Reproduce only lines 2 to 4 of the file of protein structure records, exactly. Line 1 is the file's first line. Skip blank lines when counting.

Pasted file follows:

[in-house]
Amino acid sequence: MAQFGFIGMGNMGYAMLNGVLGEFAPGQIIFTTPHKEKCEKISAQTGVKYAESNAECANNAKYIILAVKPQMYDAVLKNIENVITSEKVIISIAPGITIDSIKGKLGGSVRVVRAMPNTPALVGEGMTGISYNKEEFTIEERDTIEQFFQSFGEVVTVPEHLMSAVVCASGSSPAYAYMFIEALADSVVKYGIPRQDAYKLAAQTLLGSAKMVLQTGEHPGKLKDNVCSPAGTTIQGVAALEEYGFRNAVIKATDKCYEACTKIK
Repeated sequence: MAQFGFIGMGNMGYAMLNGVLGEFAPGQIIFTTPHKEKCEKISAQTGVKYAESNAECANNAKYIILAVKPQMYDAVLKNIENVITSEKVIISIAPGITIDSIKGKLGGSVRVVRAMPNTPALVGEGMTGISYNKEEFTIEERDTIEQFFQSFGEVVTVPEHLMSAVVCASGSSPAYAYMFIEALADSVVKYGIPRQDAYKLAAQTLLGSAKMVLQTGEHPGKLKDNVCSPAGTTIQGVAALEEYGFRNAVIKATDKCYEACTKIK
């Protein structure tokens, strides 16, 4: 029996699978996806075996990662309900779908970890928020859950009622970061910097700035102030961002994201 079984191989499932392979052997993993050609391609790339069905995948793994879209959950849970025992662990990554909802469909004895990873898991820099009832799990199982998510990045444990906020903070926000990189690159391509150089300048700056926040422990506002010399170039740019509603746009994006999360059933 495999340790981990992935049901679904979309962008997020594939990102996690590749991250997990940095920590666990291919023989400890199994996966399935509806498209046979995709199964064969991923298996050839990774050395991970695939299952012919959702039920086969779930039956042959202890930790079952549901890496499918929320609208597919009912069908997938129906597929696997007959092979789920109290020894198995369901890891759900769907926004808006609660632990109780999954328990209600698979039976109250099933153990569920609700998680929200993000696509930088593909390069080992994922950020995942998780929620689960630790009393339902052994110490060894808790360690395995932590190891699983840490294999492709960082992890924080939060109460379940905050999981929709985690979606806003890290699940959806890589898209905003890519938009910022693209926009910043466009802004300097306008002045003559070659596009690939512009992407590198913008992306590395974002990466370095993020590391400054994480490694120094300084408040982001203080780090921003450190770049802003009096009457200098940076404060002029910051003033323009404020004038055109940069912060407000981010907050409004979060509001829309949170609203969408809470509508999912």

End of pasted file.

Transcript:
Amino acid sequence: MAQFGFIGMGNMGYAMLNGVLGEFAPGQIIFTTPHKEKCEKISAQTGVKYAESNAECANNAKYIILAVKPQMYDAVLKNIENVITSEKVIISIAPGITIDSIKGKLGGSVRVVRAMPNTPALVGEGMTGISYNKEEFTIEERDTIEQFFQSFGEVVTVPEHLMSAVVCASGSSPAYAYMFIEALADSVVKYGIPRQDAYKLAAQTLLGSAKMVLQTGEHPGKLKDNVCSPAGTTIQGVAALEEYGFRNAVIKATDKCYEACTKIK
Repeated sequence: MAQFGFIGMGNMGYAMLNGVLGEFAPGQIIFTTPHKEKCEKISAQTGVKYAESNAECANNAKYIILAVKPQMYDAVLKNIENVITSEKVIISIAPGITIDSIKGKLGGSVRVVRAMPNTPALVGEGMTGISYNKEEFTIEERDTIEQFFQSFGEVVTVPEHLMSAVVCASGSSPAYAYMFIEALADSVVKYGIPRQDAYKLAAQTLLGSAKMVLQTGEHPGKLKDNVCSPAGTTIQGVAALEEYGFRNAVIKATDKCYEACTKIK
């Protein structure tokens, strides 16, 4: 029996699978996806075996990662309900779908970890928020859950009622970061910097700035102030961002994201 079984191989499932392979052997993993050609391609790339069905995948793994879209959950849970025992662990990554909802469909004895990873898991820099009832799990199982998510990045444990906020903070926000990189690159391509150089300048700056926040422990506002010399170039740019509603746009994006999360059933 495999340790981990992935049901679904979309962008997020594939990102996690590749991250997990940095920590666990291919023989400890199994996966399935509806498209046979995709199964064969991923298996050839990774050395991970695939299952012919959702039920086969779930039956042959202890930790079952549901890496499918929320609208597919009912069908997938129906597929696997007959092979789920109290020894198995369901890891759900769907926004808006609660632990109780999954328990209600698979039976109250099933153990569920609700998680929200993000696509930088593909390069080992994922950020995942998780929620689960630790009393339902052994110490060894808790360690395995932590190891699983840490294999492709960082992890924080939060109460379940905050999981929709985690979606806003890290699940959806890589898209905003890519938009910022693209926009910043466009802004300097306008002045003559070659596009690939512009992407590198913008992306590395974002990466370095993020590391400054994480490694120094300084408040982001203080780090921003450190770049802003009096009457200098940076404060002029910051003033323009404020004038055109940069912060407000981010907050409004979060509001829309949170609203969408809470509508999912």